Streamlining the Crash Reporting Process in the Pacific Northwest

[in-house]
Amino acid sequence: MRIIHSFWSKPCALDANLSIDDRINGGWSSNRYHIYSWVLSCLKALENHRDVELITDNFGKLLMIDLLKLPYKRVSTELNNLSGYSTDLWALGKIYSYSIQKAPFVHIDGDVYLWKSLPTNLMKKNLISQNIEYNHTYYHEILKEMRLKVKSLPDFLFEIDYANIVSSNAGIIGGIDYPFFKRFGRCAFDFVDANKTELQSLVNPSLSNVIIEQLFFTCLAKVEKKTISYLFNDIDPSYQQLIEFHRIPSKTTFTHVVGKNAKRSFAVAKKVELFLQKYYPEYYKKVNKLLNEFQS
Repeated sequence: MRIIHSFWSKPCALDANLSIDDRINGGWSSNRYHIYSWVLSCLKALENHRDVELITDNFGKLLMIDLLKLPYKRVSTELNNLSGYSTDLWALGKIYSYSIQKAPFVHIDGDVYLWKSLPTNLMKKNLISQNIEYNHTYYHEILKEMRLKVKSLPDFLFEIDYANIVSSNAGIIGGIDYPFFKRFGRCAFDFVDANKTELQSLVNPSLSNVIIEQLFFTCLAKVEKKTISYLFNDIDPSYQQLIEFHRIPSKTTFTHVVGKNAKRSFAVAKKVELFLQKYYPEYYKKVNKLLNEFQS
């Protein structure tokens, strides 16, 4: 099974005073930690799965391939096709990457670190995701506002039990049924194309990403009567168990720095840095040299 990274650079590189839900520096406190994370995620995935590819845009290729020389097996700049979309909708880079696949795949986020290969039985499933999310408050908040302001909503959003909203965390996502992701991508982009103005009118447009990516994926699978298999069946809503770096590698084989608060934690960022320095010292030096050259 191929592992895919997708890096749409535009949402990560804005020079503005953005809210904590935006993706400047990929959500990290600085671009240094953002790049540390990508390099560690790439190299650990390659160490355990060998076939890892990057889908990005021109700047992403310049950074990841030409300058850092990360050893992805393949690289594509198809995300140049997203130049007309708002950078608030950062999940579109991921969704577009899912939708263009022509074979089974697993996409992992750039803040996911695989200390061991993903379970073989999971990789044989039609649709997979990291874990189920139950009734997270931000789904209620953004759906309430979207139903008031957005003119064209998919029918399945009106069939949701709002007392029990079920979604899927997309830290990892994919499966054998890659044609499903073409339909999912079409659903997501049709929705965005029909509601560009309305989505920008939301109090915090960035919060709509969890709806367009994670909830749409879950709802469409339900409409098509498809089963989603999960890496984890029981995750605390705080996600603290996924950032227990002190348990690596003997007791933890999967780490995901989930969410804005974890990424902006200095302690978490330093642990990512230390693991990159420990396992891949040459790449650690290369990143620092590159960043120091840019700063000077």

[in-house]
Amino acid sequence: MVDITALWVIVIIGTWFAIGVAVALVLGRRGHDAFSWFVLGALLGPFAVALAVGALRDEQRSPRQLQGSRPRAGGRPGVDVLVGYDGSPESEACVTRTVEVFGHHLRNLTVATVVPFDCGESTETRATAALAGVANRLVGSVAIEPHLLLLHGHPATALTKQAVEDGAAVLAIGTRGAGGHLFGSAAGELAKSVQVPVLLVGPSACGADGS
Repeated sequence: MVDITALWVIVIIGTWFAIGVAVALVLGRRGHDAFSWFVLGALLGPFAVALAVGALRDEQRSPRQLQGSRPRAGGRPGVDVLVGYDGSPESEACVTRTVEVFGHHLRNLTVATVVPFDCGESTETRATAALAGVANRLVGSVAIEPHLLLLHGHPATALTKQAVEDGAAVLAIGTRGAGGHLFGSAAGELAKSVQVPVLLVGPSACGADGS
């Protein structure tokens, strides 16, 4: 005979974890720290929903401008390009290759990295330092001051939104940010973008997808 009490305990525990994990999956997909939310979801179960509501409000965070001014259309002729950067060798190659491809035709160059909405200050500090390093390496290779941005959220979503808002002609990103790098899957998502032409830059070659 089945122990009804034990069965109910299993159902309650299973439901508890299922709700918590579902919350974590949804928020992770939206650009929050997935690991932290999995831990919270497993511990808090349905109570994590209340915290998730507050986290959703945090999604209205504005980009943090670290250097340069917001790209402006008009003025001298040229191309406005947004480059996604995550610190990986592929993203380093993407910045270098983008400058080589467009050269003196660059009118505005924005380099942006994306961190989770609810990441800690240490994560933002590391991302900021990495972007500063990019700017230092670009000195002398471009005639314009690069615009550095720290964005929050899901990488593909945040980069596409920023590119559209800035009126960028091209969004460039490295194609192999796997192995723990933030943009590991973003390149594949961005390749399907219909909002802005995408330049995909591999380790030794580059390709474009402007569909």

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Over five million traffic crashes are reported annually in the United States, and the documentation process for every single crash begins at the scene of the incident with information gathered by a member of the law enforcement community or by a private citizen (NHTSA). This information is subsequently transmitted to a local and state agency for data entry, processing, and aggregation. Given the volume of incidents and the multiple handoffs between different parties, the likelihood of transmission error and interpretation deviation necessitates a cradle-to-grave examination of this reporting process. Furthermore, each state has developed its own independent tracking system, rendering data comparisons across state boundaries inconsistent. These collective issues justify the need to examine crash reporting and to identify a process in which data entry can be streamlined to best meet the needs of all system users, which include, but are not limited to law enforcement, local and state agency data analysts, national and state agency safety offices, and researchers and academicians who must rely on good data to draw conclusions and recommend purposeful safety improvements. This project determined where the introduction of potential errors occurs in each state’s reporting process and the respective causes. Semi-structured interviews were conducted in-person and by phone with law enforcement professionals familiar with crash report data collection and processing procedures in their respective states. The interviews were followed with a regional survey distributed to a larger population of officers. It is apparent that there are significant opportunities to improve crash report forms and officer training practices. Officers within the same agency apply different classifications for identical crash scenarios, as do different agencies within the same state. Adjacent states are using very different data collection methods, and forms are not meeting the national standard laid out in the Model Minimum Uniform Crash Criteria, a document published by NHTSA. Opportunities exist to standardize the crash report form and strengthen training programs so that crash data that are comprehensively compiled and analyzed will accurately represent real-world conditions and benefit all end users.